As you read this, the twelve days of Christmas are drawing to an end and the feast is over for another year. I imagine many of us would quite happily not see another turkey sandwich or mince pie for about another eleven months - but the shocking truth is that this is not the case for everyone in our nation at this time.
The Feeding Britain report, released just before Christmas, makes uncomfortable reading because, as the Archbishop of Canterbury pointed out, we are used to seeing this level of deprivation in other countries, not among our own compatriots and neighbours.
A contributor to Radio Four’s Thought for the Day similarly alluded to the unsettling mix of emotions that come over us when we encounter a homeless person begging on the street. The questions abound: Can what I give ever be enough? Is what I give really going to change anything or rather just sustain a far-from-perfect existence? Isn’t this the same man who was sitting here last week, last month, last year? But equally: who am I to deny a moment’s comfort or warmth at the point of need? How easily could that be me sitting there?
I have no easy answers to these questions; we each have to come to our own conclusions about how to respond. But I hope we can at least agree that this is not how we want our society to be.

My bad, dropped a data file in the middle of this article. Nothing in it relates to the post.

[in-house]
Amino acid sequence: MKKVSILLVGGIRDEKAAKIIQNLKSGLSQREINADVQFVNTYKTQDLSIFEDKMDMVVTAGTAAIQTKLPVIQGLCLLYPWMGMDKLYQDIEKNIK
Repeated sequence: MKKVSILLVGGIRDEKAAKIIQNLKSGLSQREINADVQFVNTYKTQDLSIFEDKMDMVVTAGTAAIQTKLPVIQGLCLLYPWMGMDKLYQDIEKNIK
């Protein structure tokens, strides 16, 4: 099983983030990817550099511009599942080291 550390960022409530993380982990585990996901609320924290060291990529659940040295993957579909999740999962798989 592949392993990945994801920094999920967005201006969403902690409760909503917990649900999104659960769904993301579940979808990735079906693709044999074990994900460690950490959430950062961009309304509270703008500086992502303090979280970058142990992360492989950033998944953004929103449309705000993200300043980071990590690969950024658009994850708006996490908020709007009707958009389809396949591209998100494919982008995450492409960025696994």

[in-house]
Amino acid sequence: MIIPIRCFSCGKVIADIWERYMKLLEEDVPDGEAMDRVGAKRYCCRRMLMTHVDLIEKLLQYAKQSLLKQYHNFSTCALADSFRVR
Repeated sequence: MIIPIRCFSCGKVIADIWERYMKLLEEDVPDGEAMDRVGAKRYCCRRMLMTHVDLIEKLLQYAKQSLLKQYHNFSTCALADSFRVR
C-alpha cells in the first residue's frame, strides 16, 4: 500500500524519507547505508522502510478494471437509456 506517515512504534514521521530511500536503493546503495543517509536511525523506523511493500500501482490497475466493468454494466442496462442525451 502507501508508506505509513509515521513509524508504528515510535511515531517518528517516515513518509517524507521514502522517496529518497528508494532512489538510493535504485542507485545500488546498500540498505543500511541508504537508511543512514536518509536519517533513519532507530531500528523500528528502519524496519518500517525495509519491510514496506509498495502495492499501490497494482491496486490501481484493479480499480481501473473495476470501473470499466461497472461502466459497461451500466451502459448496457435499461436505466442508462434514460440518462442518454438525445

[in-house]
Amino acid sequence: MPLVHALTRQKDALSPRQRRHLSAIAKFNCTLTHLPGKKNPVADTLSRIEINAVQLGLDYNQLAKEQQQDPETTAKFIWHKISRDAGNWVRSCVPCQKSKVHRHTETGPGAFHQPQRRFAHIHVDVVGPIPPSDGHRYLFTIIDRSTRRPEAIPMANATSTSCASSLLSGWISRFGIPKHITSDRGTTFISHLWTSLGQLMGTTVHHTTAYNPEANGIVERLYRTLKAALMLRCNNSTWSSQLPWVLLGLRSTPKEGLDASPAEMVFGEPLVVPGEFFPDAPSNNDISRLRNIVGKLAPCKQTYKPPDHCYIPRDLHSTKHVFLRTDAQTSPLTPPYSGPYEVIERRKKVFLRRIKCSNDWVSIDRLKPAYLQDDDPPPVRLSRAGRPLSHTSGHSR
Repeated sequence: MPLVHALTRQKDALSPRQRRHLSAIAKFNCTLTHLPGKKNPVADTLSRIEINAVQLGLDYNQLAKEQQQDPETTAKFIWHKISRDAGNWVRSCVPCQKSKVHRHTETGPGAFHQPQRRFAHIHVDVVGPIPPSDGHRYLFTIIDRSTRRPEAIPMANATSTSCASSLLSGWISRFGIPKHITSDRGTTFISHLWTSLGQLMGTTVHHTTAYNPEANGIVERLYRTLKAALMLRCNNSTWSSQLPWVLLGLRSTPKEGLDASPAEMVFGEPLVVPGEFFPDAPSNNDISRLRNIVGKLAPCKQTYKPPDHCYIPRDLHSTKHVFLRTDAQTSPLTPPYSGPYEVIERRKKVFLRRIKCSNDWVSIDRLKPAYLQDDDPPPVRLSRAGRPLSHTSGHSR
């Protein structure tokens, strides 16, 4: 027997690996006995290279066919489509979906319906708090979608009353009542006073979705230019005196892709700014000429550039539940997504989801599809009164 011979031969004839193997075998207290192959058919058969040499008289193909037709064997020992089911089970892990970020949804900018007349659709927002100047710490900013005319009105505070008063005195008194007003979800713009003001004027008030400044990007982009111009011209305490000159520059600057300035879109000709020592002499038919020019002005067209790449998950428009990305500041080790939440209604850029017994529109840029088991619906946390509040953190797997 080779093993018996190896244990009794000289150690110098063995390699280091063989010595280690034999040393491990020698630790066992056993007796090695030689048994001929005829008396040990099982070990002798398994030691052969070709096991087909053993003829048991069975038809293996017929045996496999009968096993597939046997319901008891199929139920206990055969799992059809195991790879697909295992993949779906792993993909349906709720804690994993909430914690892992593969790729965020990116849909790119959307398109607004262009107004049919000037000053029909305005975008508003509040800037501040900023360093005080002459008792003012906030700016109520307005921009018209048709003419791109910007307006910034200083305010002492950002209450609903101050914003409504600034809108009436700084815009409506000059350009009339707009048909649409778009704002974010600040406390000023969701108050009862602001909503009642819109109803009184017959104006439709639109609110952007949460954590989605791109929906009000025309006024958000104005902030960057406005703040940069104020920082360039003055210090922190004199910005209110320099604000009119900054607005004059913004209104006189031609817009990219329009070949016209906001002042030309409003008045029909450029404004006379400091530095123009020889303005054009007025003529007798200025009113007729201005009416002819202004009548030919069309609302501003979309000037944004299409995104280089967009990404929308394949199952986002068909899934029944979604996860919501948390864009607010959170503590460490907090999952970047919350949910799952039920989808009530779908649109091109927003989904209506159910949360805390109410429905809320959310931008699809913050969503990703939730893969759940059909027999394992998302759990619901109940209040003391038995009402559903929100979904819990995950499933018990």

I’m proud that my students, like many others up and down the land, engage enthusiastically and passionately with charitable causes of all sorts, not least those in support of the homeless and hungry. The money raised as a result is fantastic, of course, and vital, but what I really hope we can encourage in our schools is a sense in which an emotional engagement with the issues lying behind the suffering, and with the human beings affected by it, is just as important as the handing over of cash, however generously.
There seems to me to be a risk that in responding with a purely rational solution we generate little more than a remote transaction involving no emotional sacrifice on the part of the giver and reducing the prospect of lasting structural change.
In launching his report on food banks, the Archbishop of Canterbury was quoted as saying that ‘the gift of food, delivered with compassion and a listening ear, can begin a remarkable process. It helps to forge a connection...’ He’s right: we know that the true value of ‘breaking bread’ together is not so much the food but the inescapable element of relationship that is inherent in the act. It’s costly and perhaps frightening because we can no longer keep the issues at arm’s length nor shed a few coins whilst walking on without making eye contact. But it needs to be part of the process.
My hope for our schools is that we can promote the message that knowing facts is invaluable but that rational knowledge can never exist in isolation from understanding the complexity of human existence, and then being prepared to wrestle with the issues it throws up and to act to change it.